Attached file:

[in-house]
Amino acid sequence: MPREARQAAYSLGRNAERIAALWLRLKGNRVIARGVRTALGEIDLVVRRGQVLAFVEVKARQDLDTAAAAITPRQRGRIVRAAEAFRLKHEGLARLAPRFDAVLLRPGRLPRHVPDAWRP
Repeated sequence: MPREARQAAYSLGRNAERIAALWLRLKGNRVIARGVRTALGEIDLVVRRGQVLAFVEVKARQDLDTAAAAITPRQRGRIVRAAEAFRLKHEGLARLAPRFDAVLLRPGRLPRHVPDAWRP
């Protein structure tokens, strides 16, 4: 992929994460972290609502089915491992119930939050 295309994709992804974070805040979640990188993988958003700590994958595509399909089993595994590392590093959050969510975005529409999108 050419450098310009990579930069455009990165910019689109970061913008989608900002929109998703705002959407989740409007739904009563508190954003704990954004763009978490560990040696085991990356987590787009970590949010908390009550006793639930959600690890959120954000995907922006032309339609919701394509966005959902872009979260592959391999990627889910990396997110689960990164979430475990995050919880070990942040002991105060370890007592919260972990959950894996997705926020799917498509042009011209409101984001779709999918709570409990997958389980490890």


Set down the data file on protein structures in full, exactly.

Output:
[in-house]
Amino acid sequence: MPREARQAAYSLGRNAERIAALWLRLKGNRVIARGVRTALGEIDLVVRRGQVLAFVEVKARQDLDTAAAAITPRQRGRIVRAAEAFRLKHEGLARLAPRFDAVLLRPGRLPRHVPDAWRP
Repeated sequence: MPREARQAAYSLGRNAERIAALWLRLKGNRVIARGVRTALGEIDLVVRRGQVLAFVEVKARQDLDTAAAAITPRQRGRIVRAAEAFRLKHEGLARLAPRFDAVLLRPGRLPRHVPDAWRP
């Protein structure tokens, strides 16, 4: 992929994460972290609502089915491992119930939050 295309994709992804974070805040979640990188993988958003700590994958595509399909089993595994590392590093959050969510975005529409999108 050419450098310009990579930069455009990165910019689109970061913008989608900002929109998703705002959407989740409007739904009563508190954003704990954004763009978490560990040696085991990356987590787009970590949010908390009550006793639930959600690890959120954000995907922006032309339609919701394509966005959902872009979260592959391999990627889910990396997110689960990164979430475990995050919880070990942040002991105060370890007592919260972990959950894996997705926020799917498509042009011209409101984001779709999918709570409990997958389980490890």